I agree though; for general skiing (not park/pipe), most people are better served with a binding that has lift. I wouldn't want a flattish binding on anything under 100mm, personally. 

Which allows the ski to flex more, the Head freeflex or Powerrai?. Can the powerail 12 be used in racing? How tall is the Head race plate?

post #44 of 47

If anyone is in need, I'll have 14 DIN and 17 DIN Free Flex bindings with various brake sizes available in a week or so (17s are avail now).  Pretty nice bindings.

post #45 of 47
Quote:
Originally Posted by mdf View Post
 

The Coombas I demoed had Naxo bindings on them, and I liked the absurd amount of lift.  That was in cut-up, uneven powder.  In fact, I'm a little concerned that if I buy Coombas with "normal" bindings I won't love them as much.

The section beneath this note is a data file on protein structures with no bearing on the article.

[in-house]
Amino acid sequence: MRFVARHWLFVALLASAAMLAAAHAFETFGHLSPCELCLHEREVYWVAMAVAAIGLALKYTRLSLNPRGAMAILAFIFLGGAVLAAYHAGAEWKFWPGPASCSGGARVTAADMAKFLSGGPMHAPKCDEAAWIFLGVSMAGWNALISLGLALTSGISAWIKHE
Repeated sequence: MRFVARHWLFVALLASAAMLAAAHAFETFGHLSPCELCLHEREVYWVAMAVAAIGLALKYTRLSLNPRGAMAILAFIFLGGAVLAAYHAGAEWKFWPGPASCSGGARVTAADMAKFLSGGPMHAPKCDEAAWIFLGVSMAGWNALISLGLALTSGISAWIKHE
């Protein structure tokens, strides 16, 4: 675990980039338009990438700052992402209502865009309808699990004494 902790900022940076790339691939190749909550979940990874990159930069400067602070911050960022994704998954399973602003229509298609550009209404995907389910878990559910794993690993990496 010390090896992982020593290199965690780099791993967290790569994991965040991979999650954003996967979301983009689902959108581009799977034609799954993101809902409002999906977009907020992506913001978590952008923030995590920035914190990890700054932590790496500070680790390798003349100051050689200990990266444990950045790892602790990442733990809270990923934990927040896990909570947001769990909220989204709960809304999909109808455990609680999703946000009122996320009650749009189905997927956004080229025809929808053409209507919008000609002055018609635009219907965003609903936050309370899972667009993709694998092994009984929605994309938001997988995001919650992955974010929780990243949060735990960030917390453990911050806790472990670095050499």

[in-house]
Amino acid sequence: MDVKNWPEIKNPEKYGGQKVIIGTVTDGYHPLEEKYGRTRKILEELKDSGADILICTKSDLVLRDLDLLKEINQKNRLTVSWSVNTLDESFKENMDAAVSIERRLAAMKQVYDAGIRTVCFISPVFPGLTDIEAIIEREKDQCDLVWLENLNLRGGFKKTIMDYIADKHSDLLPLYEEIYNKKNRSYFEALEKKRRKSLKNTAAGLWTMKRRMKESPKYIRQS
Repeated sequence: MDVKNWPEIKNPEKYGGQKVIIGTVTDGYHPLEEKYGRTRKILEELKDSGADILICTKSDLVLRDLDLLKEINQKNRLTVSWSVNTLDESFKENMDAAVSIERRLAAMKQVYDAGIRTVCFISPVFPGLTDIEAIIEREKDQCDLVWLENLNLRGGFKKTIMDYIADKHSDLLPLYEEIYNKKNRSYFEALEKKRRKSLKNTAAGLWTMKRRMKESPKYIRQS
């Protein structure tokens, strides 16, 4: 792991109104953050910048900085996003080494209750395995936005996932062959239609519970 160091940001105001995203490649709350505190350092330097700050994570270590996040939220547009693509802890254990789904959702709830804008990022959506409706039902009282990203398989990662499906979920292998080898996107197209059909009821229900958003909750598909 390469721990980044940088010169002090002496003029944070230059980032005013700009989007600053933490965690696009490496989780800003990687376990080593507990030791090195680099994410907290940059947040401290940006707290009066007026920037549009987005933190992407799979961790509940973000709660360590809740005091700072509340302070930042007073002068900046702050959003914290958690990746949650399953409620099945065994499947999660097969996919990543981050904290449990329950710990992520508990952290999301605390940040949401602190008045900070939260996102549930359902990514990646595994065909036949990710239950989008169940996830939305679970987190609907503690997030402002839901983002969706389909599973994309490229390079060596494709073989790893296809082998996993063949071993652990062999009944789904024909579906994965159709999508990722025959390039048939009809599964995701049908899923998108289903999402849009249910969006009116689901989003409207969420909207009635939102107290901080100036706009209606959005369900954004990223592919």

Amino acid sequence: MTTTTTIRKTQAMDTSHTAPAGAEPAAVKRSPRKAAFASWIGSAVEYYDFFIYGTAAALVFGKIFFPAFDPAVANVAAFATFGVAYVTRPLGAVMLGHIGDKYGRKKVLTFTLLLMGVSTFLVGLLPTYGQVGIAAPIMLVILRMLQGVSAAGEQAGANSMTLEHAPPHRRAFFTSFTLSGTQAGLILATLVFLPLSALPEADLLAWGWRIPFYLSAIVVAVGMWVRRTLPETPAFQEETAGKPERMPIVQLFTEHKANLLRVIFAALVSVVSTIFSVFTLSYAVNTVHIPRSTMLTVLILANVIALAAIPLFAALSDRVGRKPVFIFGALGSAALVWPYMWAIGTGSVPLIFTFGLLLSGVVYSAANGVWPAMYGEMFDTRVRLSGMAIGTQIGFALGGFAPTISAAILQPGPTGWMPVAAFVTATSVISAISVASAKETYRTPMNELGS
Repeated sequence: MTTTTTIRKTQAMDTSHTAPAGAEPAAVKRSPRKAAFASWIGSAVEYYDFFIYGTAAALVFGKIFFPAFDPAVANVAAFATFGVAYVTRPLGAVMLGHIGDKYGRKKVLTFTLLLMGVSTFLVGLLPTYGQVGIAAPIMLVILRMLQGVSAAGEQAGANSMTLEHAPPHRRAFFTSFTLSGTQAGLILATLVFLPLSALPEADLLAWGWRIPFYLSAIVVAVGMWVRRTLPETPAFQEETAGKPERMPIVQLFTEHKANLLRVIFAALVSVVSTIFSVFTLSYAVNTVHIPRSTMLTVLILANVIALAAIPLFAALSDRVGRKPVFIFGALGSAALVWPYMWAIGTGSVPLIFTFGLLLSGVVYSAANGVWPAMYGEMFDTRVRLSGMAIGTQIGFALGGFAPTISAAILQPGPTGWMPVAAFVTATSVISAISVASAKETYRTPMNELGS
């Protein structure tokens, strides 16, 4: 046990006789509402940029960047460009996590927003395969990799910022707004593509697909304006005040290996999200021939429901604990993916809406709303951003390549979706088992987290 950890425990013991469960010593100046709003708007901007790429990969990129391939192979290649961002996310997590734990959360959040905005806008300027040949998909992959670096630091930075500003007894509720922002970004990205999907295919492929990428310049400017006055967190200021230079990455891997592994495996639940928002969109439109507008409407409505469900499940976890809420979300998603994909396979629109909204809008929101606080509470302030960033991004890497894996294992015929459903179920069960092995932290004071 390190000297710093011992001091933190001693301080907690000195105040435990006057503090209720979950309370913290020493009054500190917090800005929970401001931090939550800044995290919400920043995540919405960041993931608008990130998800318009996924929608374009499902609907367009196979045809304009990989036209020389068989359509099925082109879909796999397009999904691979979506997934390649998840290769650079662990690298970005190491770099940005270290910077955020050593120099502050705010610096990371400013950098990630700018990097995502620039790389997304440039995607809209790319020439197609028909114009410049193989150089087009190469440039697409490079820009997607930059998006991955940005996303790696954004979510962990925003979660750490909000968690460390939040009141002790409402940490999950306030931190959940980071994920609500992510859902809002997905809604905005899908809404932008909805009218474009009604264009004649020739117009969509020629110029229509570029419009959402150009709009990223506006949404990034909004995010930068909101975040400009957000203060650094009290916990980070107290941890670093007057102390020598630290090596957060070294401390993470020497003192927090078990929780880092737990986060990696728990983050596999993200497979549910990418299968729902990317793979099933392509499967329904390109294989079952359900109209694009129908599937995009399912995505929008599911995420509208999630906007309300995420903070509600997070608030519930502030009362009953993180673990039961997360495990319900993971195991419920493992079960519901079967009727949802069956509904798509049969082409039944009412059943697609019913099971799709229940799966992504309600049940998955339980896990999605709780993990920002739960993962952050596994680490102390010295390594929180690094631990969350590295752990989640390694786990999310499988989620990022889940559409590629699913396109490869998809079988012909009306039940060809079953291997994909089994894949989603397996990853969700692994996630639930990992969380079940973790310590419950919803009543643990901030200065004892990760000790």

On the homemade riser front -- I once bought skis at a swap that had 3/4 inch risers made of some black plastic.  I had a shop remount them (wrong sole length) and the tech was bemused to discover they were homemade -- but he reused them and said, "hey, whatvever works!"  I loved those skis.

Where did you buy them? Might have been mine!

post #46 of 47
Quote:
Originally Posted by Dino View Post
 

If anyone is in need, I'll have 14 DIN and 17 DIN Free Flex bindings with various brake sizes available in a week or so (17s are avail now).  Pretty nice bindings.

Very nice bindings.  How much are you looking for?

post #47 of 47

TheDad - Check your PMs.